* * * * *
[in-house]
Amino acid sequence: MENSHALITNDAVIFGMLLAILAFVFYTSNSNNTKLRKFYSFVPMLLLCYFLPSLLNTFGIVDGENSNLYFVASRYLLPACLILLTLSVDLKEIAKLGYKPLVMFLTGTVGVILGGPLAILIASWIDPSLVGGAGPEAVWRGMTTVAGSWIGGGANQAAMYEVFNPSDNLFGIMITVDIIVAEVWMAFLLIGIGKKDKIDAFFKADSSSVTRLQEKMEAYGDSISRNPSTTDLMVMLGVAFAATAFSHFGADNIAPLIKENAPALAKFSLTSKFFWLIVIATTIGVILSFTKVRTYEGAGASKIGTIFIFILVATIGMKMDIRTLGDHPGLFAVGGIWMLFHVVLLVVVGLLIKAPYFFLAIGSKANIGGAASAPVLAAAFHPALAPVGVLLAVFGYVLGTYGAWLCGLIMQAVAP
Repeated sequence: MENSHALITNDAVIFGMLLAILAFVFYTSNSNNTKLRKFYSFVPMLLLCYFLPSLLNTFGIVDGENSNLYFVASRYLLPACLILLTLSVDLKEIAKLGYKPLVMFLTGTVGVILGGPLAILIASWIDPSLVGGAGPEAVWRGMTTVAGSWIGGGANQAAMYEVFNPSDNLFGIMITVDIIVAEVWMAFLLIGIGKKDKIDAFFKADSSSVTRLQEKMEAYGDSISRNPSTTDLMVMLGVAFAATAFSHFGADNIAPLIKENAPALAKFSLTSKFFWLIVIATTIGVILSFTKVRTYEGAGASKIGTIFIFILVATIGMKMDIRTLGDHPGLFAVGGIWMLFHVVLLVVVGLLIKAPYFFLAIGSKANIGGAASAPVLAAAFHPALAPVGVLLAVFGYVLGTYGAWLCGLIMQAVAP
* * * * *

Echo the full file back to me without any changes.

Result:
[in-house]
Amino acid sequence: MENSHALITNDAVIFGMLLAILAFVFYTSNSNNTKLRKFYSFVPMLLLCYFLPSLLNTFGIVDGENSNLYFVASRYLLPACLILLTLSVDLKEIAKLGYKPLVMFLTGTVGVILGGPLAILIASWIDPSLVGGAGPEAVWRGMTTVAGSWIGGGANQAAMYEVFNPSDNLFGIMITVDIIVAEVWMAFLLIGIGKKDKIDAFFKADSSSVTRLQEKMEAYGDSISRNPSTTDLMVMLGVAFAATAFSHFGADNIAPLIKENAPALAKFSLTSKFFWLIVIATTIGVILSFTKVRTYEGAGASKIGTIFIFILVATIGMKMDIRTLGDHPGLFAVGGIWMLFHVVLLVVVGLLIKAPYFFLAIGSKANIGGAASAPVLAAAFHPALAPVGVLLAVFGYVLGTYGAWLCGLIMQAVAP
Repeated sequence: MENSHALITNDAVIFGMLLAILAFVFYTSNSNNTKLRKFYSFVPMLLLCYFLPSLLNTFGIVDGENSNLYFVASRYLLPACLILLTLSVDLKEIAKLGYKPLVMFLTGTVGVILGGPLAILIASWIDPSLVGGAGPEAVWRGMTTVAGSWIGGGANQAAMYEVFNPSDNLFGIMITVDIIVAEVWMAFLLIGIGKKDKIDAFFKADSSSVTRLQEKMEAYGDSISRNPSTTDLMVMLGVAFAATAFSHFGADNIAPLIKENAPALAKFSLTSKFFWLIVIATTIGVILSFTKVRTYEGAGASKIGTIFIFILVATIGMKMDIRTLGDHPGLFAVGGIWMLFHVVLLVVVGLLIKAPYFFLAIGSKANIGGAASAPVLAAAFHPALAPVGVLLAVFGYVLGTYGAWLCGLIMQAVAP